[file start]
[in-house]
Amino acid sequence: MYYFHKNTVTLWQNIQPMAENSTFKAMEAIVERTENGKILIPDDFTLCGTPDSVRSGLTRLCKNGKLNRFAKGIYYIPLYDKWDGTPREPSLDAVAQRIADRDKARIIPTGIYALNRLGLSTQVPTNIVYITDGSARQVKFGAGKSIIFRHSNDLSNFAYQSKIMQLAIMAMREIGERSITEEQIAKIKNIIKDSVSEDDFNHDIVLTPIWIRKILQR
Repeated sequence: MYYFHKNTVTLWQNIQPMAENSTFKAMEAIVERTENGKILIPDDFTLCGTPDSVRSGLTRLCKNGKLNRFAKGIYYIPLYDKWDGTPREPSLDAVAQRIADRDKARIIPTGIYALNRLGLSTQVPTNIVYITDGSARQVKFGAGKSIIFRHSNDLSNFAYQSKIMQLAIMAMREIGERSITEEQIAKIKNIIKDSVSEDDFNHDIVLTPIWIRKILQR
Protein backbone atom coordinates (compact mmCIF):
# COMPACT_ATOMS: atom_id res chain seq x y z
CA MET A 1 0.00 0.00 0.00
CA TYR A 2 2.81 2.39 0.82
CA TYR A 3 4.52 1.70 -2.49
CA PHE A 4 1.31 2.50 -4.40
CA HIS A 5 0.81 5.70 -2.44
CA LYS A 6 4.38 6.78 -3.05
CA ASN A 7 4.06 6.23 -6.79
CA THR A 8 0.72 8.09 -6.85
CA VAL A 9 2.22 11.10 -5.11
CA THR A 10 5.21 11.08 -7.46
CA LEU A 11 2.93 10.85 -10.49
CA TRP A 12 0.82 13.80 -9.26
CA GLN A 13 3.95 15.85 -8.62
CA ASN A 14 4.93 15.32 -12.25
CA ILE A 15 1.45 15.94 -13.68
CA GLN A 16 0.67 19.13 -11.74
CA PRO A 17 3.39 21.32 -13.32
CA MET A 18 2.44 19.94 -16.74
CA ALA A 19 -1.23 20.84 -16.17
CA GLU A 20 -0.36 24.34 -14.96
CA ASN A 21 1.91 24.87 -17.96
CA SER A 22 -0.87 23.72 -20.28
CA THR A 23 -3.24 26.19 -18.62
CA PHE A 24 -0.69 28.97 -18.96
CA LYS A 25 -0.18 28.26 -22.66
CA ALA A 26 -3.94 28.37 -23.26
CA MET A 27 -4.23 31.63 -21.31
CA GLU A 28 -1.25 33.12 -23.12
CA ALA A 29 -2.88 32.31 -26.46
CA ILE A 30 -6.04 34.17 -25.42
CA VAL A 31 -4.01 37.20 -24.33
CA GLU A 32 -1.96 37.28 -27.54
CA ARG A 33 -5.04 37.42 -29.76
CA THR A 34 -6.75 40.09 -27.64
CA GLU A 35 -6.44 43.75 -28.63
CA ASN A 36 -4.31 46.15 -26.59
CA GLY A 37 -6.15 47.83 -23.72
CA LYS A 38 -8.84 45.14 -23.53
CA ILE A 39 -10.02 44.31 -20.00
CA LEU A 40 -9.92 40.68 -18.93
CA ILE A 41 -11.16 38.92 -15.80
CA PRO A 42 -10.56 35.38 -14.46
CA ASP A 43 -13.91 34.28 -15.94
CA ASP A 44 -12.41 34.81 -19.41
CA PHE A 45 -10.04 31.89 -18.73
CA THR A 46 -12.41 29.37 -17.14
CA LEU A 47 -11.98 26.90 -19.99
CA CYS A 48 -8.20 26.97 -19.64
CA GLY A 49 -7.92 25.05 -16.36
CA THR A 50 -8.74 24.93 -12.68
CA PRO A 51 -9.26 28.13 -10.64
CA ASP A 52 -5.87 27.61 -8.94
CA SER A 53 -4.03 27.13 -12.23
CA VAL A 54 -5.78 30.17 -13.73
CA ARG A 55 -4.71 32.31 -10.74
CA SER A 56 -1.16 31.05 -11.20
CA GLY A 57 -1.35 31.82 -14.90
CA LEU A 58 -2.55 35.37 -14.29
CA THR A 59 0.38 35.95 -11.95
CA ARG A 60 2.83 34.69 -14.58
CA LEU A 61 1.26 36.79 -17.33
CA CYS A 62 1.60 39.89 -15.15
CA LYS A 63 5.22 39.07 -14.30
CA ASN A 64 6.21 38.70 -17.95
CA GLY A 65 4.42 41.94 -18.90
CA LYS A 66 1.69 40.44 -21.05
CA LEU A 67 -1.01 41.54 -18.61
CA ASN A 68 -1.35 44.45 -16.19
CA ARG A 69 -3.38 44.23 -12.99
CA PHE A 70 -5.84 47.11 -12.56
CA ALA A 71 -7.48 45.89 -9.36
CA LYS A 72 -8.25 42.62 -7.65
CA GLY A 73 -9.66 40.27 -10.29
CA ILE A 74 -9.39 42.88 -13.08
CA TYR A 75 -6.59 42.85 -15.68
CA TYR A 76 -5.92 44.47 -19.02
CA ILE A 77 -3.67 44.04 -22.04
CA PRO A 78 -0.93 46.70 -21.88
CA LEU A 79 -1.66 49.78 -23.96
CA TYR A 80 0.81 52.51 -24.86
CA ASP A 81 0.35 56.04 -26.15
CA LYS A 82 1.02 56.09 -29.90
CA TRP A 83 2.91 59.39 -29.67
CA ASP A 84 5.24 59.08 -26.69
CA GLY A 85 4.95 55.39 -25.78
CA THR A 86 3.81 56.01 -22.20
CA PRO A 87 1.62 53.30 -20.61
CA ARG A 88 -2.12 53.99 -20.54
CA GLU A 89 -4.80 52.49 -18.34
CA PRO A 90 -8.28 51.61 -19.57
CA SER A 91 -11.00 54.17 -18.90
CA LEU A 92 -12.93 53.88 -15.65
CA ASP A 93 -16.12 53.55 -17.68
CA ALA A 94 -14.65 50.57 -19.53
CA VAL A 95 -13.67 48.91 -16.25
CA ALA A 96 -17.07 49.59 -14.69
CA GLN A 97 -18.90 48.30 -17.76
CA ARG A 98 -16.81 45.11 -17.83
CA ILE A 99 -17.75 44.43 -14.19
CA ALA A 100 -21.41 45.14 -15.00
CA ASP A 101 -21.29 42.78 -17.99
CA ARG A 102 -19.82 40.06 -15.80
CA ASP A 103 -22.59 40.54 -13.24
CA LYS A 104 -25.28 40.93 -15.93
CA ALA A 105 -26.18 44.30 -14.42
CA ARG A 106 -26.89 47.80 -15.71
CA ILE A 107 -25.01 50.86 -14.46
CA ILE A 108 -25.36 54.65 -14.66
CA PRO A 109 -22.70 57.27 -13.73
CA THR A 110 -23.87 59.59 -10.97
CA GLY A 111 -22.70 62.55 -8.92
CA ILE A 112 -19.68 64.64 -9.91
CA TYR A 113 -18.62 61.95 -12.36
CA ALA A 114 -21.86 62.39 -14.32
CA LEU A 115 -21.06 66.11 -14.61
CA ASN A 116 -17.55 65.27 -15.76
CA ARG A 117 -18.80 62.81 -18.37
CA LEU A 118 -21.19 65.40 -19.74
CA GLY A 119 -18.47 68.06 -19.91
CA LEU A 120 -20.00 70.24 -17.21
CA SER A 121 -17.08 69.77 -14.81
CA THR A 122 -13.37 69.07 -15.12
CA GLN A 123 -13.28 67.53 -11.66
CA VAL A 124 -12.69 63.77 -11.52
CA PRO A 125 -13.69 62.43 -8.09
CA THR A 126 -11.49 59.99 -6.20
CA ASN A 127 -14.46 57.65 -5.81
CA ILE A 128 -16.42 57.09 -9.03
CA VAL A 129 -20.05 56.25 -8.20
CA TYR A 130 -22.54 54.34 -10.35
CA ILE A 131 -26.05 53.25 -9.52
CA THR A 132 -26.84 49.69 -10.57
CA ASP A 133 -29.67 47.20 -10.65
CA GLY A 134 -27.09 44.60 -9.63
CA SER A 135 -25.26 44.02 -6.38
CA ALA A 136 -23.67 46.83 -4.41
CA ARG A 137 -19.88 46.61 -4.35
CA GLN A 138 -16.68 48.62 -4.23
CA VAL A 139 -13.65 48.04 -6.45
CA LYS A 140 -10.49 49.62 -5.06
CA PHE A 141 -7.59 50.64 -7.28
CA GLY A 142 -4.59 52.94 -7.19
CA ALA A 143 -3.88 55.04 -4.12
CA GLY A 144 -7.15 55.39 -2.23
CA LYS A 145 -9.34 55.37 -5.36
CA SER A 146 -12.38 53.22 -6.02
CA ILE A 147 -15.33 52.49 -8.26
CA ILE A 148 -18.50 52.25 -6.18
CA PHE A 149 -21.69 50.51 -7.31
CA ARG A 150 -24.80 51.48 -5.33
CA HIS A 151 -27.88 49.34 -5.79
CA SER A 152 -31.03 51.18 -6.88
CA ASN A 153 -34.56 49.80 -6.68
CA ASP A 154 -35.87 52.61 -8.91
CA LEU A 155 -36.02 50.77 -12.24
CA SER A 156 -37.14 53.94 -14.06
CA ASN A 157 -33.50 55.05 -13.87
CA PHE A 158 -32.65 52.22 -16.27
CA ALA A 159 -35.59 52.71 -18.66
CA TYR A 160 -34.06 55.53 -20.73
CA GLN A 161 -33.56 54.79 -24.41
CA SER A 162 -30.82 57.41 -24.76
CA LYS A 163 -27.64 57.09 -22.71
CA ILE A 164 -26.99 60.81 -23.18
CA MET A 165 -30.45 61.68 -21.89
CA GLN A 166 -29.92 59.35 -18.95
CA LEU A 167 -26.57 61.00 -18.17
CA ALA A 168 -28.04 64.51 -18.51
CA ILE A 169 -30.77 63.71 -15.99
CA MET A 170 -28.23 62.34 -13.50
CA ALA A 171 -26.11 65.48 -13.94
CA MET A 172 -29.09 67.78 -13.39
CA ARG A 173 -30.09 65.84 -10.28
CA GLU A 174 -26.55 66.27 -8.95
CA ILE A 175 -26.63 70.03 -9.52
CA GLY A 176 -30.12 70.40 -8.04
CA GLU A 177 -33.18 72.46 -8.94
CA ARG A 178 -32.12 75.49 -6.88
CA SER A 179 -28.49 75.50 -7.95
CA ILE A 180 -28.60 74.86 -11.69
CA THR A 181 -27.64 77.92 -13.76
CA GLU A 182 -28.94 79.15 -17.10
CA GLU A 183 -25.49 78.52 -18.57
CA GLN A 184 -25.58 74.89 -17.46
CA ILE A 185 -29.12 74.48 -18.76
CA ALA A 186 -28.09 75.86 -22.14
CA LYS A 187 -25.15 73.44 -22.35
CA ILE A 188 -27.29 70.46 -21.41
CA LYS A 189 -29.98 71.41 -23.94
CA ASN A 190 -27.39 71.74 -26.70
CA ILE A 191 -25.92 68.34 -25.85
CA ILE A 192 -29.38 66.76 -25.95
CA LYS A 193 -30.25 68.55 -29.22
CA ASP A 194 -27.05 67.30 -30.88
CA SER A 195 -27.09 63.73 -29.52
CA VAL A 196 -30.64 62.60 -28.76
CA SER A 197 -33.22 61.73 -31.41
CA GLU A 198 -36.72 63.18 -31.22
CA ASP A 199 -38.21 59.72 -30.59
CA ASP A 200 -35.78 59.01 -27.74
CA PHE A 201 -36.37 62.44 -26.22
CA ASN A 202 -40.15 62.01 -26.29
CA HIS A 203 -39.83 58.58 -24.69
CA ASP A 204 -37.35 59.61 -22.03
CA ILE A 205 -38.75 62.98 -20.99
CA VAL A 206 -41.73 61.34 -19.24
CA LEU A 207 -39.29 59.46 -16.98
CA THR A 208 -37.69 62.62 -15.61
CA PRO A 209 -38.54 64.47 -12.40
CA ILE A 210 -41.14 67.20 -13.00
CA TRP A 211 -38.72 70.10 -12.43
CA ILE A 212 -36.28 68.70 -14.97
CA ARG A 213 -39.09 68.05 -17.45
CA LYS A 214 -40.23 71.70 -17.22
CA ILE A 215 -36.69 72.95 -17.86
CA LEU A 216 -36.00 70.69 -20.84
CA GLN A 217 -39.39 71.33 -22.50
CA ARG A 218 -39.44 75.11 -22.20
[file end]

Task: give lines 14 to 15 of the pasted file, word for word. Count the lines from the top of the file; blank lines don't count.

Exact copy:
CA VAL A 9 2.22 11.10 -5.11
CA THR A 10 5.21 11.08 -7.46